On Today's Episode
We're (kind of) back at it after being out sick for 2 weeks! On today's show, we'll talk about:
- Where we've been for the last 2 weeks and why
- Can You Paint Latex Over Oil?
- 5 Questions You Should Ask Before Every Home Decorating Project
We've been out for a couple of weeks and to help me get a new show together for the week, I'm joined by Dan Altena and Ali Bryde. Both are RepcoLite employees. Dan's the president and has been with the company since 1978. Ali came on board about 1 month ago. I'm glad both could join me so we could get a new show together after a 2 week hiatus.
It's a question that comes up periodically. The short answer is "yes," but there are some things to know:
The "Is It Oil or Latex Test"
Sometimes it's difficult to tell if the paint on a given surface is oil or latex. Fortunately, there's a simple test that will get you the answer every time. All you need to do is dampen a rag with ammonia and wipe the surface you're testing. If the paint softens slightly or if some of the color comes off on the rag, then it's latex paint. If there's no change to the paint, then it's oil.
It's Oil . . . But Is it Lead-Based?
If you test the surface and determine that your previous coating is oil-based paint, you can still make the transition to latex. But in order to get great results, you need to do the proper surface preparation. And before we talk about that, we need to quickly mention lead-based paints.
Prior to 1978, lead was used in the production of paint. If the surface you're painting was painted in 1978 or earlier, there's a chance lead could be present. The closer you are to 1978, the less likely you are to find lead. The earlier the surface was painted, the likelihood increases. If you're unsure the surface is lead, you can secure a test kit. And, finally, if you determine that the paint you're dealing with is lead-based, you'll want to take different steps than what I'm going to lay out below. Check this link for more info!
Whew! It's Just Regular Oil-Based Paint . . . Now What?
If you are only dealing with regular oil-based paint, here are the steps to successfully making the shift to latex paint:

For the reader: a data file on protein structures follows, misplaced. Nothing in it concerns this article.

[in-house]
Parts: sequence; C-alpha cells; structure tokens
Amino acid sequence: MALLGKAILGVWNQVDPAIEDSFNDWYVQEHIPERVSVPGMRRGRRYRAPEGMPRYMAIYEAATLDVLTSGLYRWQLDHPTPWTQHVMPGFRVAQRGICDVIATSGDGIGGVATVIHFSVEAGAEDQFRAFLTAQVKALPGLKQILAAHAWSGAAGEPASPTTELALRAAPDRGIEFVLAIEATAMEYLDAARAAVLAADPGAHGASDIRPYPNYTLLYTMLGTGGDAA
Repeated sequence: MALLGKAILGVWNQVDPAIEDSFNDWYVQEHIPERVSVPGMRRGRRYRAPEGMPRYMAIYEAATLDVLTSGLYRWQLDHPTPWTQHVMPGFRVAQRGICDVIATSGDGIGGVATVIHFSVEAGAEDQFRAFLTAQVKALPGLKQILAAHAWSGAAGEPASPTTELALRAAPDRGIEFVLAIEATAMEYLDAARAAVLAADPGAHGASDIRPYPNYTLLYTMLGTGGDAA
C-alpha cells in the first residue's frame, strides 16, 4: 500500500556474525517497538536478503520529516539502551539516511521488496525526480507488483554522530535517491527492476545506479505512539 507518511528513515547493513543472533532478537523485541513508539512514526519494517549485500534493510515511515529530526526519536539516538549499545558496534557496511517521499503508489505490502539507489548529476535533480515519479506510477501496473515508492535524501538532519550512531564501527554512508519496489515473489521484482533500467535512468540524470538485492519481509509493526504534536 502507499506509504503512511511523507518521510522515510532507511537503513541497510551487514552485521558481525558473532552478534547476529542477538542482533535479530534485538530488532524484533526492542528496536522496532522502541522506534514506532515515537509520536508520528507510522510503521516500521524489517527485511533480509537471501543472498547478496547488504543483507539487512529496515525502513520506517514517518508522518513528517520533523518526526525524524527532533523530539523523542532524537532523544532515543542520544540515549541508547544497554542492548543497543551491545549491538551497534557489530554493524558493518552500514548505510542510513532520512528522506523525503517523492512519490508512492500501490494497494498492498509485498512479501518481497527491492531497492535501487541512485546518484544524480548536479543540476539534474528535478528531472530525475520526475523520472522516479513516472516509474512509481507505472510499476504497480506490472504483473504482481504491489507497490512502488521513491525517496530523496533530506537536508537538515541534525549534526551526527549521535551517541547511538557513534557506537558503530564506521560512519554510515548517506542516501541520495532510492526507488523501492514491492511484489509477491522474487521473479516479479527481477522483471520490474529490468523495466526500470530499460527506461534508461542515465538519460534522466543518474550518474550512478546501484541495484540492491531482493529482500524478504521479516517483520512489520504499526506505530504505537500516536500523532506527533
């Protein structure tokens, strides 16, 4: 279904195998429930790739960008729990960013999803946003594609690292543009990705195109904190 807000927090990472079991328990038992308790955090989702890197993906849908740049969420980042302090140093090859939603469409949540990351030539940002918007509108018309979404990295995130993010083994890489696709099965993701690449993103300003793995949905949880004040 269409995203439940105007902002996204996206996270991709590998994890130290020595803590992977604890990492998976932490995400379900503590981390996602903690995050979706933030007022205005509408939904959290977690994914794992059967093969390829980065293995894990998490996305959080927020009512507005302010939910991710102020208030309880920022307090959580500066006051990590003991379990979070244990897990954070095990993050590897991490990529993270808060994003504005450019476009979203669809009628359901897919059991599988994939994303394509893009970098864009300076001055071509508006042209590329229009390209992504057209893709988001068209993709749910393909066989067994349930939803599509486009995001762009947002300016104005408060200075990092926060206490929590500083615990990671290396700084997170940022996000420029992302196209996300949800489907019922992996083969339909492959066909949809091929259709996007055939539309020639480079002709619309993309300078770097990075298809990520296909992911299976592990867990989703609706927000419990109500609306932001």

- Wash the surface with a good degreaser (Krud Kutter, Challenger, TSP)
- Scuff sand with a 180-220 grit sandpaper
- Wipe all the sanding dust off with a damp rag (NOT a tackcloth)
- Prime with a bonding primer (STIX from Insl-X or QuickSand from RepcoLite)
- Topcoat with your choice of latex paints
Making over a space in our home can be a lot of fun. But it can also be daunting! There are a lot of decisions to make, work to accomplish, and (usually) money that needs to be spent. We definitely don't want to make mistakes that cost us time and dollars.
To help you move through your next project with confidence, here are 5 Questions to Ask Yourself Before You Start:
Question 1: How do I want this space to make me feel?
Yes, this is a touchy-feely question. But it's incredibly important. Answering this question helps you make other decisions down the road. So give it some serious thought. What do you want to feel when you enter or spend time in the space you're going to be working in?
Are you looking for a cozy and relaxing vibe for a living room? Are you wanting to feel that "Ahhhhhh, I'm home" feeling when you walk into your entry? Are you hoping to create an energized, exciting atmosphere? Or a space that just makes you feel happy?
Think about the space. Think about what you want to feel in that space--the atmosphere you want to create and make some notes.
Question 2: What purpose do I want/need this space to serve?
Good Interior Design is more than just creating an aesthetically pleasing environment built around great colors, art, and beautiful furniture. The other necessary component--the other side of the design coin--is all about functionality. Good design means a space also functions well for the people living in it.